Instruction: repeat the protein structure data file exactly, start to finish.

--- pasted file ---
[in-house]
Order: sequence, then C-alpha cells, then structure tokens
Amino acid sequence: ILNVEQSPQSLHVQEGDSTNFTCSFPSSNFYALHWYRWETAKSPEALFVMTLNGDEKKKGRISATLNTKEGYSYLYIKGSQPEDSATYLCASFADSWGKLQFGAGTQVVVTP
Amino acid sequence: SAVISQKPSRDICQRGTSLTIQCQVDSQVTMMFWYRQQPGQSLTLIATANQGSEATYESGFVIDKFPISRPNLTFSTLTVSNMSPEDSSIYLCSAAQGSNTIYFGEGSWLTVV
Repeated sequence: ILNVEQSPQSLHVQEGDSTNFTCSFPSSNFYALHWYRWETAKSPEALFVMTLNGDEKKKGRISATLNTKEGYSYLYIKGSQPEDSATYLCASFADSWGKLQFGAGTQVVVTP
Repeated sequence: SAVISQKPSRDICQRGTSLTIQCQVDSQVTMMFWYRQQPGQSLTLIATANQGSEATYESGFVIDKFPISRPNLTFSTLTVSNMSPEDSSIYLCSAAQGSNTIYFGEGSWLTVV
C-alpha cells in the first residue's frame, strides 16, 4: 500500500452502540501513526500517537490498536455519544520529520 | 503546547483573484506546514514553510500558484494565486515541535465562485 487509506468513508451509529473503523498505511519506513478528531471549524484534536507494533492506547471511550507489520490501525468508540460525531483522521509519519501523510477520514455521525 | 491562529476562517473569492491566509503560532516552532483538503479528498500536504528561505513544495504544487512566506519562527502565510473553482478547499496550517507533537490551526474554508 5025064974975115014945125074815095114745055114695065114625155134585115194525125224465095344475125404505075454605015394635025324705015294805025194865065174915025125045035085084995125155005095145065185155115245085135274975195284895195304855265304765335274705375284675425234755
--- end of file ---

[in-house]
Order: sequence, then C-alpha cells, then structure tokens
Amino acid sequence: ILNVEQSPQSLHVQEGDSTNFTCSFPSSNFYALHWYRWETAKSPEALFVMTLNGDEKKKGRISATLNTKEGYSYLYIKGSQPEDSATYLCASFADSWGKLQFGAGTQVVVTP
Amino acid sequence: SAVISQKPSRDICQRGTSLTIQCQVDSQVTMMFWYRQQPGQSLTLIATANQGSEATYESGFVIDKFPISRPNLTFSTLTVSNMSPEDSSIYLCSAAQGSNTIYFGEGSWLTVV
Repeated sequence: ILNVEQSPQSLHVQEGDSTNFTCSFPSSNFYALHWYRWETAKSPEALFVMTLNGDEKKKGRISATLNTKEGYSYLYIKGSQPEDSATYLCASFADSWGKLQFGAGTQVVVTP
Repeated sequence: SAVISQKPSRDICQRGTSLTIQCQVDSQVTMMFWYRQQPGQSLTLIATANQGSEATYESGFVIDKFPISRPNLTFSTLTVSNMSPEDSSIYLCSAAQGSNTIYFGEGSWLTVV
C-alpha cells in the first residue's frame, strides 16, 4: 500500500452502540501513526500517537490498536455519544520529520 | 503546547483573484506546514514553510500558484494565486515541535465562485 487509506468513508451509529473503523498505511519506513478528531471549524484534536507494533492506547471511550507489520490501525468508540460525531483522521509519519501523510477520514455521525 | 491562529476562517473569492491566509503560532516552532483538503479528498500536504528561505513544495504544487512566506519562527502565510473553482478547499496550517507533537490551526474554508 5025064974975115014945125074815095114745055114695065114625155134585115194525125224465095344475125404505075454605015394635025324705015294805025194865065174915025125045035085084995125155005095145065185155115245085135274975195284895195304855265304765335274705375284675425234755